Mother’s Story in South Korea Called Her Child’s School Teacher Because of Hijab, Turns Out…
Living abroad with family always holds valuable stories. The story of a mother raising her child in Korea warms the hearts of netizens.
Dayu Wiyati Purnaningtyas is an Indonesian citizen (WNI) who lives in South Korea with her family. He is married and has a daughter.
Even though she is still a child, Dayu’s daughter has practiced wearing the headscarf. However, this was actually a unique experience when he was in childcare.
The incident started when Dayu first took her daughter to an orinijib or daycare in Ginseng Country. HaiBunda has contacted Dayu and is allowed to share her story.
“I have trained my child to wear the headscarf since childhood, when leaving the house, including going to orinijib (daycare),” she wrote on her Instagram account @dayupurnaningtyas.
In a country with a minority Muslim population, this daycare is the first time that a child wears a headscarf.
Several teachers were confused when Dayu’s daughter wanted to take off her headscarf while participating in an activity there. They also called Dayu to ask questions and ask for permission.
“Because she is the first Muslim woman in Orinijib, her teachers do not yet have standards about the hijab. One day, when she first entered Orinijib, her teacher called and reported. She said, ‘Is this child willing to take off the headscarf or not?’,” she said.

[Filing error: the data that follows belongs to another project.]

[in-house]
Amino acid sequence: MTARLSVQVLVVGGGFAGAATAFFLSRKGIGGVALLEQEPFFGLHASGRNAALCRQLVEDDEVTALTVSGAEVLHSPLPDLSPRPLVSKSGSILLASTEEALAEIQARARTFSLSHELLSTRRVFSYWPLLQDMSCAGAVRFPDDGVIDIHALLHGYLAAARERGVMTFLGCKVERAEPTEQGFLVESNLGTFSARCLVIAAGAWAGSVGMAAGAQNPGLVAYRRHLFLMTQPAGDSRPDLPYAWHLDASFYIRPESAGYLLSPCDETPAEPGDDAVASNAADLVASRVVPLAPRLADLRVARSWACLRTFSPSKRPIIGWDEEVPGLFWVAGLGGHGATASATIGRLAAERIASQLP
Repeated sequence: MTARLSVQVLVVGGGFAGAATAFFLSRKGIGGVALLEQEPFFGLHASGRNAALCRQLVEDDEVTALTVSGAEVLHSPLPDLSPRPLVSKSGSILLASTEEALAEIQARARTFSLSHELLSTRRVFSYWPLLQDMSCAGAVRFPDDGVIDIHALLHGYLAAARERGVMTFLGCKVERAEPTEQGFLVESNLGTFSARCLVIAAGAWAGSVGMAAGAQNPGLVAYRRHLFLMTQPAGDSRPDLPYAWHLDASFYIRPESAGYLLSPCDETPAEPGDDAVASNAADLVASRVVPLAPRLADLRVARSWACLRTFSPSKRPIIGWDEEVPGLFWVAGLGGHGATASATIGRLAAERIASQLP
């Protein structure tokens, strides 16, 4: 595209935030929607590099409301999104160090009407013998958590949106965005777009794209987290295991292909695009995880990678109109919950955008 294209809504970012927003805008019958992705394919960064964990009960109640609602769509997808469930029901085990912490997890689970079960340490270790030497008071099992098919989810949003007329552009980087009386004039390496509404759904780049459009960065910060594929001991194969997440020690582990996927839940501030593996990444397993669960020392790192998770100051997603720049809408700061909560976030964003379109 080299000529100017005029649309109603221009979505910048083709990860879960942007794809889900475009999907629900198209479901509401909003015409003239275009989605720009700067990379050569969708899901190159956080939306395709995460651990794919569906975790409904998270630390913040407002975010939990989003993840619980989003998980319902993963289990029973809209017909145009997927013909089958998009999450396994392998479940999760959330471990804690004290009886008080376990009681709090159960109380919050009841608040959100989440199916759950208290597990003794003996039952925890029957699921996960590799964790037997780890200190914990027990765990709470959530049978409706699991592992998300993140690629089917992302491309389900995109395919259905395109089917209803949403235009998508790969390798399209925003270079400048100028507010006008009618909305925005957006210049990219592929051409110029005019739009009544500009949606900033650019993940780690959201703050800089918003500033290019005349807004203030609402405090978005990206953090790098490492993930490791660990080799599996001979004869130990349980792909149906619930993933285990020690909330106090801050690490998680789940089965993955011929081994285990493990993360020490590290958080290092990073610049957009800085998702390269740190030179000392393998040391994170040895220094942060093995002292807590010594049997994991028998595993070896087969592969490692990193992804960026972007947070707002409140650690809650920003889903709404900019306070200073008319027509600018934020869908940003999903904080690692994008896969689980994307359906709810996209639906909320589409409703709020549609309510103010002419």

“Salute, they asked first and confirmed whether or not it was permissible and I answered that the children were still in the training stage,” he added.
Dayu didn’t mind her daughter wanting to take off her headscarf at the daycare. However, her child is used to wearing the headscarf when outside the room.
“So if the child wants to leave, it doesn’t matter. But I still make it the default to leave and return wearing a headscarf,” he explained.
Dayu explained that she and her husband had long decided to train their daughter to wear the headscarf. However, they never forced the princess’ will. Especially with their condition as diaspora in Muslim minority countries.
“Getting used to wearing the hijab since childhood was a choice for my husband and I, still taking into account the rights of children who are still not subject to the obligatory law, so there is no need to force it,” said Dayu.
“Especially when living in a Muslim minority country, never mind the challenge will be more exciting,” he continued.
See also how Dayu taught her daughter to wear the headscarf from an early age, on the next page.
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